1. Patient’s fears and/or wishes of hurting and/or being hurt by us, our family, and/or our other patients can best be explored when they are fantasiesinstead of realities. In the COVID-19 world, telehealth may prevent these fantasies from becoming realities and thus help us work on the transference.  In-person work may create so much fear about reality that it becomes too difficult to explore the fantasy. Alternately, being online can limit the transference and countertransference.  If there’s no possibility of actualizing wishes to kiss or kick, so to speak, it can deaden the therapy.


  1. Reopening the office in stages may help us be safe.  However, it may also amplify siblingtransferencesabout which patients are your favorites.


  1. Kidsmay be the most in need of in-person work.  Some of us feel it’s not possible to work online with very young kids or that if you do so you have to change the way you work with them (for example, involving the parents more directly in the session). However, kids are not vaccinated and likely won’t be eligible for quite some time.  Kids also tend to be very physical in sessions which greatly increases the analyst’s or therapist’s exposure.  Kids are brought to sessions.  They often need their parent or nanny to stay in the waiting room in case they run out, need to leave early, or need help in the bathroom.  Kids get sick frequently and come to sessions with symptoms that are similar to COVID symptoms. Young kids have trouble blowing their nose, wiping, and washing which also increases our exposure.


  1. Many of us have concerns about our practices which will likely affect our assessment of the risks and our comfort working in-person or online. We may fearlosingcurrent patientswho want, demand, or need to be seen in-person. We may have concerns about getting new patients if we can’t see them in-person.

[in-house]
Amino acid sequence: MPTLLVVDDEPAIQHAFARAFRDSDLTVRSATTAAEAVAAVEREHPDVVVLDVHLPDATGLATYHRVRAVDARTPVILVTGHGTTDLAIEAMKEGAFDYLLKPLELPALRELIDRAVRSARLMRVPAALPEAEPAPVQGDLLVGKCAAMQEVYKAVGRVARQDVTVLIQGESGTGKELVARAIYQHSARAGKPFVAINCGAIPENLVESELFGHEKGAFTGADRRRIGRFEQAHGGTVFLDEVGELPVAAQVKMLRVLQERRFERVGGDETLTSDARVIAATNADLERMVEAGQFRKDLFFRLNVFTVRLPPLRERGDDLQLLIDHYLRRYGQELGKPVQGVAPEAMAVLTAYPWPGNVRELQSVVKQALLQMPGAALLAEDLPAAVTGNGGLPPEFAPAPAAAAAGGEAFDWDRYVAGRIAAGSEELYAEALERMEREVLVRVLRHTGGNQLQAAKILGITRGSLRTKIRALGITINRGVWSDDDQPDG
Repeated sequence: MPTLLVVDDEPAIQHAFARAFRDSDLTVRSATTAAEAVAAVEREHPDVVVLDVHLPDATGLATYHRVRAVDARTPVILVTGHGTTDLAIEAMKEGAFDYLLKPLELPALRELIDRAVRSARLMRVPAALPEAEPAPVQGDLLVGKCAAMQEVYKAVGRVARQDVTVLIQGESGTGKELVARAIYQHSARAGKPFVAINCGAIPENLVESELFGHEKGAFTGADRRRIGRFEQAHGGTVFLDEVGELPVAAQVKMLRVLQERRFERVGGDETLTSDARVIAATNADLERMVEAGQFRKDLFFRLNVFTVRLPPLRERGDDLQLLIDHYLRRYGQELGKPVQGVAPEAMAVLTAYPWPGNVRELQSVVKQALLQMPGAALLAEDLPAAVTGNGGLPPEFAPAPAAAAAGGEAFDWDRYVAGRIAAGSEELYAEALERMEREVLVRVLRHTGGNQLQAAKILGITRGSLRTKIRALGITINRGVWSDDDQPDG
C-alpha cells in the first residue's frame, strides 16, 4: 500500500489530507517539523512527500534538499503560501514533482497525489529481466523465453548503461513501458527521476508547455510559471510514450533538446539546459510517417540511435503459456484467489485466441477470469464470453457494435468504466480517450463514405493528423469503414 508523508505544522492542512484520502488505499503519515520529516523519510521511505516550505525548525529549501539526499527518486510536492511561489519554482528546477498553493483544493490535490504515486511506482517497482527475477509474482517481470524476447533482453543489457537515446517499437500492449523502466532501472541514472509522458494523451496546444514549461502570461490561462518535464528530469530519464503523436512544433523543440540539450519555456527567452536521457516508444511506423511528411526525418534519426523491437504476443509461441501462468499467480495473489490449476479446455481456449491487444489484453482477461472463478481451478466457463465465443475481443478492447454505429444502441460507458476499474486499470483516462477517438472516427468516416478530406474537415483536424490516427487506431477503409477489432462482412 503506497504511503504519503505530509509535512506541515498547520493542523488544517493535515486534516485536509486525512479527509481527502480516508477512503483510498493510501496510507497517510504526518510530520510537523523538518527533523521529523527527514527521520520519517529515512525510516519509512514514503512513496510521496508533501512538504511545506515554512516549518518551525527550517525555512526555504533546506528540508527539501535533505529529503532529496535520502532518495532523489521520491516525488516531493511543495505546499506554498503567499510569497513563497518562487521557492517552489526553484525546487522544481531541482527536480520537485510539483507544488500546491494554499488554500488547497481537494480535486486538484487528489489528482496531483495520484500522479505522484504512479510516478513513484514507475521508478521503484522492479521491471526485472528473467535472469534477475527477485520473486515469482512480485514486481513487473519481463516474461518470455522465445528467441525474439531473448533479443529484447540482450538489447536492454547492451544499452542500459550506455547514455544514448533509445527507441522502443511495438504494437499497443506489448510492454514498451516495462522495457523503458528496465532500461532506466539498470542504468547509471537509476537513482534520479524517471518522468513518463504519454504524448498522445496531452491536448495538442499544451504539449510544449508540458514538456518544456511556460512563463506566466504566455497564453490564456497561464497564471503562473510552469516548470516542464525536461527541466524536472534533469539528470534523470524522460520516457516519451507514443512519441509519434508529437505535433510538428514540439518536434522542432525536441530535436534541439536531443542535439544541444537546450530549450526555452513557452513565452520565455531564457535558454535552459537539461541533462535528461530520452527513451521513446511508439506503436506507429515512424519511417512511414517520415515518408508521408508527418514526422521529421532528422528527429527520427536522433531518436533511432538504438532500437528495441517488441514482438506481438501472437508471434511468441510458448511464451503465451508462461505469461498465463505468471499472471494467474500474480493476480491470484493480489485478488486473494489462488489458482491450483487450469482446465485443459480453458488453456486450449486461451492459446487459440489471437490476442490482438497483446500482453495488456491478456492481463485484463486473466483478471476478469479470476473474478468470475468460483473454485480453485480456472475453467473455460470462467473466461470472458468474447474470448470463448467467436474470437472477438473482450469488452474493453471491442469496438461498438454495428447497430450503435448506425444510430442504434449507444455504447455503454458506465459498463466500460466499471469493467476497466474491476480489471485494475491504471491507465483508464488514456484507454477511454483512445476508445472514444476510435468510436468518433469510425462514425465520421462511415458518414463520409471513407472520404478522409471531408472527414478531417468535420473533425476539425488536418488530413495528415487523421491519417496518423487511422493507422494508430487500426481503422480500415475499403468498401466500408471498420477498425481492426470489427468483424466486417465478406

1. Many of us have concerns about insurance not reimbursing, reducing the reimbursement, or requiring us to use their platform for telehealth.


  1. Some feel it’s not possible to do psychological testingonline.


  1. Those who practice in areas or with patients who don’tbelievein vaccinesmasks, and/orphysical distancing face added risks working in-person. They may also find it more challenging to remain neutral or not get into arguments about reality.


  1. If you’re working in-person with vaccinated patients, is it discriminatoryto not meet in-person with patients who are too young to be vaccinated or say they can’t get vaccinated because of medical or religious reasons? Given that we have to feel safe to be therapeutic, how do we work with someone who’s not vaccinated?


  1. In-person work may model denialand risk-taking behavior for our patients. Online work may model phobic and risk-averse behavior. Whichever way you work, it’s important to explore what it means to the patient so that we don’t promote a defensive not knowing.


  1. Depending on what you think is necessary for in-person safety is it more or less therapeuticto meet in-person with safety conditions (for example, checking vaccination cards, wearing masks, closing your waiting room) or to meet online without those conditions. Each approach will likely affect the work in different ways.


  1.  Avoidthe temptation of giving a patientwho you think isn’t safe (unvaccinated, symptomatic, risky behavior) the choice of how they want to meet. This may appear to be empowering, but it may also be a way of denying our ultimate responsibility for the safety of the patient, their family, our other patients, and ourselves. Giving this type of patient a choice may be a way of protecting us from our guilt, but it shifts the guilt onto the patient. We shouldn’t ask patients to make decisions for the safety of our other patients of for our safety and that of our family.  It should be your decision, not the patient’s. Again, this requires us being directive.


  1. Going back to in-person work when there is a chance of returning to telehealthwork because someone gets COVID and/or there’s an increased positivity rate in your community decreases the stability inherent in the structure of regular appointments. Alternately, not going back to in-person work because of these possibilities will have meaning for your patients.


  1. Consider that the patients who may needin-person work the most because they easily feel abandoned and/or tend to need to see us as a check against their destabilizing fantasies about our hostility toward them are also the patients who may be most negatively impactedby our safety procedures (i.e., requiring vaccines, masks, symptom checks).